Mulsanne Insurance Company Ltd v Marshmallow Financial Services Ltd

JurisdictionEngland & Wales
JudgeSir Anthony Mann
Judgment Date11 February 2022
Neutral Citation[2022] EWHC 276 (Ch)
Docket NumberCase No: IL-2021-000014
CourtChancery Division

[2022] EWHC 276 (Ch)




Royal Courts of Justice

Rolls Building, 7 Rolls Buildings

Fetter Lane

London EC4A 1NL


Sir Anthony Mann

Case No: IL-2021-000014

Mulsanne Insurance Company Limited
(1) Marshmallow Financial Services Limited
(2) Marshmallow Insurance Limited

Martin Howe QC, Aidan Christie QC, Martyn Naylor, and Ashton Chantrielle (instructed by Hogan Lovells International LLP) for the Claimant

Jonathan Hough QC and Jonathan Moss (instructed by Norton Rose Fulbright) for the Defendant

Hearing dates: 15 th–19 th, 22 nd–25 th, 29 th–30th November, 6 th–7 th December 2021

Approved Judgment

I direct that pursuant to CPR PD 39A para 6.1 no official shorthand note shall be taken of this Judgment and that copies of this version as handed down may be treated as authentic. This judgment was handed down remotely by circulation to the parties' representatives by email. It will also be released for publication on BAILII and other websites. The date and time for hand-down is deemed to be Friday 11 th February 2022 at 10am.

Sir Anthony Mann



Introduction and facts in outline

Procedural history


Claimant — Mr Darren McCauley

Claimant — Mr Timothy Rourke — expert witness

Defendants — Mr Alexander Kent-Braham (“AKB”)

Defendants — Mr Oliver Kent-Braham

Defendants — Dr Timothy Holliday

Defendants — Ms Paula Coulthard

Defendants — Mr Gary Hemming

Defendants — Mr James Hillon — expert witness

Motor insurance policies — general matters and techniques for calculating premiums

The background to and implementation of the relationship between Mulsanne and Marshmallow

Add-on services and facilities provided to customers by Marshmallow; and methods of payment of premiums

The claims and issues in the case in outline, and their development


Misuse of confidential information — the relevant law

The actual confidence claims — general

Item DM-2.3A — Amendments to the First Defendant's Occupation file sent by Claimant (D McCauley) to G Hemming on behalf of First Defendant on 1 June 2018;

And DM-2.3B — First Defendant's Occupation file incorporating amendments by Claimant, sent by G Hemming on behalf of First Defendant to Claimant (D McCauley) on 20 June 2018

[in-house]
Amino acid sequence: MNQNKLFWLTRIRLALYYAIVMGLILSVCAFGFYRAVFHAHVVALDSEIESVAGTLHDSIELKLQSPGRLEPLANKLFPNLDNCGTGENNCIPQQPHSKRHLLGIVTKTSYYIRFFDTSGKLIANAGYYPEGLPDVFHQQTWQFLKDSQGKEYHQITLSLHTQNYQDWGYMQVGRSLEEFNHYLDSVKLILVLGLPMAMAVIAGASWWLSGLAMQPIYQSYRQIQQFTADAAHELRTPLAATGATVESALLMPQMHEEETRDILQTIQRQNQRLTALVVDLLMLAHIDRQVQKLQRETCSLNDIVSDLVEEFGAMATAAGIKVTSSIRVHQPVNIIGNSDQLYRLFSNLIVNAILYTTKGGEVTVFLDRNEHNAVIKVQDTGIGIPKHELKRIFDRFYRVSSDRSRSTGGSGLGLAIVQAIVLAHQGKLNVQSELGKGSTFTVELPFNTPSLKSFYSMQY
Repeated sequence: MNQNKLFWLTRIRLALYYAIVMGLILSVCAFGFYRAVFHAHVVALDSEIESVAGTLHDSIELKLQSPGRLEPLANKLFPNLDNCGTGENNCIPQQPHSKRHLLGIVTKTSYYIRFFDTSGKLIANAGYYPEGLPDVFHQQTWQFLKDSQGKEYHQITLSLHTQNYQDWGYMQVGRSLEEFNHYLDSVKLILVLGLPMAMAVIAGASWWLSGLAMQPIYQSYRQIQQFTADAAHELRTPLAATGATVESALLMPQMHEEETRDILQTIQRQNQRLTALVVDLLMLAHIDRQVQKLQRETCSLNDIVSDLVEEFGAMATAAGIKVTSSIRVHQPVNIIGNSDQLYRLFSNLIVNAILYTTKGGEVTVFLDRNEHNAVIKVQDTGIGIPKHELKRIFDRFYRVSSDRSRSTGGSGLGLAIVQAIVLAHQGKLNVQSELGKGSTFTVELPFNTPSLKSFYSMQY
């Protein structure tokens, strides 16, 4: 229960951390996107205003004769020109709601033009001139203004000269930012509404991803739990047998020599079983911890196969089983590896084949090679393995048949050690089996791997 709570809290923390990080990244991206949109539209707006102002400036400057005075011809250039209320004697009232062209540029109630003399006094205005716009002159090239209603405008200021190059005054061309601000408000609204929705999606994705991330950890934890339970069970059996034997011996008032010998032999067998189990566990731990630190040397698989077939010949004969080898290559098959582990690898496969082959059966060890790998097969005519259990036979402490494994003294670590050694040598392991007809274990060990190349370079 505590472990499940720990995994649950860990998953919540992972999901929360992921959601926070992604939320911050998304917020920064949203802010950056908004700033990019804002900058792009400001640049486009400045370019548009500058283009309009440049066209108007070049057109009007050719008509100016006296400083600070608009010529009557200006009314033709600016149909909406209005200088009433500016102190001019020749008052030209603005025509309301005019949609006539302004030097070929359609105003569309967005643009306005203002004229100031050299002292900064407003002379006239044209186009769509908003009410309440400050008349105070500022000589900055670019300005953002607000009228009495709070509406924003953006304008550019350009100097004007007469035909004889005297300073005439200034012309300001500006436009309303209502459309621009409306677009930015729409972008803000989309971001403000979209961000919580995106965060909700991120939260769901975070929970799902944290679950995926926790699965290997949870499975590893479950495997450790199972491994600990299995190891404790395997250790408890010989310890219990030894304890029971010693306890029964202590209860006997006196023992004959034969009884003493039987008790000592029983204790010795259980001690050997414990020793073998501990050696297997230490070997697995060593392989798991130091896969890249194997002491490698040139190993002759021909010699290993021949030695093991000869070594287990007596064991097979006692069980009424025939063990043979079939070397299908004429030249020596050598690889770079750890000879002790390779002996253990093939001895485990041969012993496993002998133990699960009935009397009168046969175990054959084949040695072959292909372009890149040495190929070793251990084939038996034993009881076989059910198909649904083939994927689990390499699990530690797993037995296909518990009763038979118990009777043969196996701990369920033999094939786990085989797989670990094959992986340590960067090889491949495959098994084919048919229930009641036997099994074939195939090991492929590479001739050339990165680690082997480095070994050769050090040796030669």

The factual background

Items DM-2.3A and DM-2.3B — confidentiality and misuse

Item DM-2.4 — Claims and Convictions rating table provided by the Claimant (D McCauley) to First Defendant (A Kent-Braham) on 22 June 2018

Item DM-2–5 — Vehicle Segmentation File provided by Claimant (G Preedy) to First Defendant (A Kent-Braham) on 14 September 2018

Item DM-2.6 — Revised Rating Model sent by Claimant (G Preedy) to First Defendant (A Kent-Braham) on 22 June 2018

The underwriting rules set from DM-2.6

Use of DM-2.6 in formulated exclusions in underwriting guidelines

Underwriting rules — exclusions — ongoing use

Conclusions on DM-2.6

Item DM-2.9 — Revised Underwriting Rules relating to No Claims Discount sent by Claimant (G Preedy) to First Defendant (A Kent-Braham; O Kent-Braham) on 23rd January 2019

DM-2.10 — Revised Postcode File sent by Claimant (G Preedy) to First Defendant (A Kent-Braham; O Kent-Braham on) 25 April 2019

Item DM-2.11 — Underwriting Rules relating to Disclosure of No Claims Discount sent by Claimant (G Preedy) to First Defendant (A Kent-Braham) on 30 April 2020

Item DM-2.12 — Underwriting Rules for “Open Banking” insurance product sent by Claimant (S Dragne) to First Defendant (A Kent-Braham) on 18 May 2020

Item DM-2.13 — Pricing specification for “Open Banking” insurance product sent by Claimant (S Dragne) to First Defendant (A Sealy; A Kent-Braham) on 2 June 2020

Credit scores

Springboard claims

Springboard claim 1 — the Question 1(a) point

Springboard claim — postcode files — comparison exercise

Springboard claim — analyses to support activities of Ms Coulthard

Springboard claim — what was in the engine as at November 2020

Additional Confidential Disclosures

PART III — TOBA CLAIMS The terms of the TOBA The issues on the TOBA claim Mulsanne's first termination case Mulsanne's further termination cases Termination on the basis of a business transfer Other termination claims Termination — data protection points Termination — audit complaints

Termination — misuse of confidential information Post-termination breaches

Post-termination breaches — the contract and the law Post-termination — credit checks etc Post-termination breaches — add-on products

Post-termination breaches — policyholders' credit card payment information Post-termination liabilities — Premium Finance (Premfina) Post-termination breaches — open banking data

Clause 19.3.1 — whether positive obligations arise — and implied terms Causation points

PART IV — THE PASSING OFF CLAIM The passing off claim

Passing off — the main facts